Our human wellbeing is directly linked to the wellbeing of this planet.
This isn’t some crazy, far-fetched idea. In fact, it’s pretty logical and I don’t believe anyone would contest it. It seems pretty reasonable, that if our planet is trashed, so we will be, too.
The sad thing is that our modern culture has both fostered a disconnection from the natural world, while at the same time, there has been an exponential rise in technology. We have become more familiar with our cell phones than the wildlife in our own backyard. There has to be consequences to that.
We have become more familiar with our cell phones than the wildlife in our own backyard. There has to be consequences to that.
Our avoidance and ignorance of nature has led us to dire consequences. To diminished wellbeing of body, mind, and spirit.
Carl Jung often said. “The gods [natural world] have become our diseases!”
It is no coincidence that this age of disconnection has also seen a tremendous rise in stress-related illnesses (heart disease, diabetes, asthma, obesity, depression and anxiety, among others).
I grew up in the suburbs in the 1970’s and although I played in the woods on my block (aka, a plot of land too small to build a house), most children nowadays don’t even have that experience. The love of nature was not instilled in me. I had to seek out connection.
It isn’t a matter of “loving nature.” Of course, I did, as I’m sure you do. We love to sit on the beach in the summer and hear the ocean waves. Watch the sunset over a margarita when we’re in Cancun. We appreciate a beautiful bouquet of flowers from a friend.
That’s not what I’m talking about.
I’m talking about a connection — a communication — that requires stillness. Sometimes with other people, but more often, alone.
My time of awakening, true awakening to nature, started probably 20 years ago. It was a crisis time for me at home around relationships. I struggled over the relationship with my husband and my two children (for different reasons); and later realized that it was, in fact, my relationship with myself.
I remember one autumn night having a fight during dinner with my husband and I fled outside. I took a walk in the school field across the street, hoping that no one would see my tears. Thankfully, there were few people around.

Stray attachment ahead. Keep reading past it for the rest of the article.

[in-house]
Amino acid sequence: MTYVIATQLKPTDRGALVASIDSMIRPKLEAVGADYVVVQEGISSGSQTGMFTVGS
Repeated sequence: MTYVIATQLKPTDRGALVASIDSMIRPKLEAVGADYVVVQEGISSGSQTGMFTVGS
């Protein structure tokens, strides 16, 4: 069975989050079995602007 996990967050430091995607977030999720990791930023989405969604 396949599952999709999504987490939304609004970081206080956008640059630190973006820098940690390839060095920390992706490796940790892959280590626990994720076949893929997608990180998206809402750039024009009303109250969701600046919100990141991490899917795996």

Perhaps you’ve had an experience like this. Walking alone, perhaps talking to yourself, as you replay over the fight with pure anger or hurt or tears streaming down your face. What you said, what you should have said. Why you are so perfectly right and everyone else is wrong. Perhaps seeing yourself as a victim of another’s aggression.
Walking through the field that night allowed me to destress a bit. It was an outlet for my emotional turmoil.
As I see it now, the earth beneath my feet was taking in my wounded energy. The field gladly accepted the tears pouring out of me. It allowed me to release them, accepting it as energy, pure and simple. The trees played witness to my grief, silent and strong. No judgment.
It wasn’t like everything was better after this walk, but at some level it was. It was an experience that showed me how nature helps heal our wounds. It was the start of my journey although I hadn’t realized it at the time.
The following few years were tumultuous still, and I came back to nature each time, knowing somehow within me that nature was what I needed.
I came to realize how being “in touch” with the natural world was allowing me to feel more in touch with myself. And every experience in nature resulted in a happier Maureen.
When the pandemic hit hard in early 2020, we witnessed the surge of crowds in parks. Yes, it’s true that there weren’t many other places we could go, but we did return to nature in droves.
It seems that, when we are still and have fewer distractions, we instinctively know that nature helps us heal in all ways.
Lest us forget that we are part of Heaven, Humanity, and Earth — the Cosmic Trinity of creation.
How has nature helped you heal? This past year or any other time?